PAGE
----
Figure 1: Depiction of the fully automated CT biomarkers tools used in this study. (A) Schematic depiction of the automated process for assessing fat, muscle, liver, aortic calcification, and bone from original abdominal CT scan data. (B) Case example in an asymptomatic 52-year-old man undergoing CT for colorectal cancer screening. At the time of CT screening, he had a body-mass index of 27·3 and Framingham risk score of 5% (low risk). However, several CT-based metabolic markers were indicative of underlying disease. Multivariate Cox model prediction based on these three CT-based results put the risk of cardiovascular event at 19% within 2 years, at 40% within 5 years, and at 67% within 10 years, and the risk of death at 4% within 2 years, 11% within 5 years, and 27% within 10 years. At longitudinal clinical follow-up, the patient suffered an acute myocardial infarction 3 years after this initial CT and died 12 years after CT at the age of 64 years. (C) Contrast-enhanced CT performed 7 months before death for minor trauma was interpreted as negative but does show significant progression of vascular calcification, visceral fat, and hepatic steatosis. HU=Hounsfield units.
Figure 2: AUROCs for predicting overall survival. (A) AUROCs for the clinical parameters of FRS and BMI, as well as univariate CT measures of aortic calcification and muscle density for predicting overall survival over a 5-year time period. (B) Multivariate CT-based aortic calcification, muscle density, and liver density for predicting overall survival over a 2-year time period. AUROC=area under the receiver operating characteristic curve. BMI=body-mass index. FRS=Framingham risk score.
Figure 3: Kaplan-Meier time-to-death plots by quartile for clinical parameter and univariate CT biomarkers; BMI=body-mass index. FRS=Framingham risk score. HR=hazard ratio. Q=quartile.
March 6, 2020 — Researchers at the National Institutes of Health and the University of Wisconsin have demonstrated that using artificial intelligence to analyze computed tomography (CT) scans can produce more accurate risk assessment for major cardiovascular events than current, standard methods such as the Framingham risk score (FRS) and body-mass index (BMI).
More than 80 million body CT scans are performed every year in the U.S. alone, but valuable prognostic information on body composition is typically overlooked. In this study, for example, abdominal scans done for routine colorectal cancer screening revealed important information about heart-related risks — when AI was used to analyze the images.
The study compared the ability of automated CT-based body composition biomarkers derived from image-processing algorithms to predict major cardiovascular events and overall survival against routinely used clinical parameters. The investigators found that the CT-based measures were more accurate than FRS and BMI in predicting downstream adverse events including death or myocardial infarction, cerebrovascular accident, or congestive heart failure. The results appeared in The Lancet Digital Health.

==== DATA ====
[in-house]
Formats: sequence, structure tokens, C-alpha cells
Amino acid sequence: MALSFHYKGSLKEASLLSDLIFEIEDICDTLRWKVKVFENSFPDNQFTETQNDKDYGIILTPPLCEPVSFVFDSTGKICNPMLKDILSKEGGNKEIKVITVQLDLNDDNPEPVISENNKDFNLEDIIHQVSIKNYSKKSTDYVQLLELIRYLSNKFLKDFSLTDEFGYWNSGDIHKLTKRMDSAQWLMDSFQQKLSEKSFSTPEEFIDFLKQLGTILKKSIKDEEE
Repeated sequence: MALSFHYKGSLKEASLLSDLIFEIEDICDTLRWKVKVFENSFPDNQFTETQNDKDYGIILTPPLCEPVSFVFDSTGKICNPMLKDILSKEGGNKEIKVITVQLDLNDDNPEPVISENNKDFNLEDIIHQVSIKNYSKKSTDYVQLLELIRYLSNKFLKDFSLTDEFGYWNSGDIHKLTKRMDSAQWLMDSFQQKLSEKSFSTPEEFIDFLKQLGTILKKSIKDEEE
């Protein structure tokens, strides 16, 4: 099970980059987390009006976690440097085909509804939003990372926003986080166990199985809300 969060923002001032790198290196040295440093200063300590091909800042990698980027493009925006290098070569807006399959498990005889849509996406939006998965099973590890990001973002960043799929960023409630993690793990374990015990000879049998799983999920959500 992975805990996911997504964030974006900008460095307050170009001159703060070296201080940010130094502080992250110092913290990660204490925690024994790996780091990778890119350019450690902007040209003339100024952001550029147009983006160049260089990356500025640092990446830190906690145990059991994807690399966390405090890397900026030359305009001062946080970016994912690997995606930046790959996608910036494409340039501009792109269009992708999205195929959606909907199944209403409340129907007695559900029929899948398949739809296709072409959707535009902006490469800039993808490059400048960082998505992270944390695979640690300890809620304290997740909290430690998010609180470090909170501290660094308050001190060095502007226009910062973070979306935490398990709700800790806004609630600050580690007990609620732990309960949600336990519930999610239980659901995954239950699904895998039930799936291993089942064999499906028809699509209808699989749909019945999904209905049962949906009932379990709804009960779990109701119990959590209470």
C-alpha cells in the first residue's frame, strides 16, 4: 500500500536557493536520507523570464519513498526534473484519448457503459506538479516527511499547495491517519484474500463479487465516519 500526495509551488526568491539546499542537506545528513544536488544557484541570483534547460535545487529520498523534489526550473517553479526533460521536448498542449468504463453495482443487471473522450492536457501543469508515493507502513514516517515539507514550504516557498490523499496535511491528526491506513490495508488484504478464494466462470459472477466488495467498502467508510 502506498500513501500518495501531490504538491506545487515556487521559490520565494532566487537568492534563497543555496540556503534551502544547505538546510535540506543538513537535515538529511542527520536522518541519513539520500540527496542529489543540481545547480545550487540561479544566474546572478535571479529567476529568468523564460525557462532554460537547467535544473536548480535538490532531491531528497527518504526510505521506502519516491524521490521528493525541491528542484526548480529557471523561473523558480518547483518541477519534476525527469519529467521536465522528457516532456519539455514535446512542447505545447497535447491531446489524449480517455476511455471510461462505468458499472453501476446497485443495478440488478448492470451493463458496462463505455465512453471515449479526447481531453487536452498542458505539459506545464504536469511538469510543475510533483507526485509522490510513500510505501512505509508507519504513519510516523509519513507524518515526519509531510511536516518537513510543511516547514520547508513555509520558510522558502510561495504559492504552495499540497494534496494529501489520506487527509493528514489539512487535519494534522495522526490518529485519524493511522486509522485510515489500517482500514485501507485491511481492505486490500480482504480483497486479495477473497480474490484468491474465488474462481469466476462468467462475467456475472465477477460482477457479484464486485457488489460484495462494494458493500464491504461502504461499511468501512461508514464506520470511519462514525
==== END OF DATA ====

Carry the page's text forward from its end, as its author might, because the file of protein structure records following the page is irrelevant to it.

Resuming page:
"We found that automated measures provided more accurate risk assessments than established clinical biomarkers," said Ronald M. Summers, M.D., Ph.D., of the NIH Clinical Center and senior author of the study. "This demonstrates the potential of an approach that uses AI to tap into the biometric data embedded in all such scans performed for a wide range of other indications and derive information that can help people better understand their overall health and risks of serious adverse events."
The study used five AI computer programs on abdominal CT scans to accurately measure liver volume and fatty change, visceral fat volume, skeletal muscle volume, spine bone mineral density, and artery narrowing. Researchers found that not only did the combination of automated CT-based biomarkers compare favorably with the FRS and BMI for predicting cardiovascular events and death before any symptoms were present but in fact, the CT measure of aortic calcification, that is buildup of calcium deposits in the aortic valve, alone significantly outperformed the FRS for major cardiovascular events and overall survival.
The researchers also observed that BMI was a poor predictor of cardiovascular events and overall survival, and all five automated CT-based measures clearly outperformed BMI for adverse event prediction.
"This opportunistic use of additional CT-based biomarkers provides objective value to what doctors are already doing," said Perry J. Pickhardt, M.D., of the University of Wisconsin School of Medicine & Public Health, lead and corresponding author of the study. "This automated process requires no additional time, effort, or radiation exposure to patients, yet these prognostic measures could one day impact patient health through presymptomatic detection of elevated cardiovascular or other health risks."
This research builds on prior efforts designing AI algorithms that Summers has undertaken in his lab in the NIH Clinical Center's Radiology and Imaging Sciences Department and his previous collaboration with Pickhardt to develop, train, test, and validate fully automated algorithms for measuring body composition using abdominal CT. The researchers plan to test the approach in other studies, including more racially diverse populations.
For more information: www.nih.gov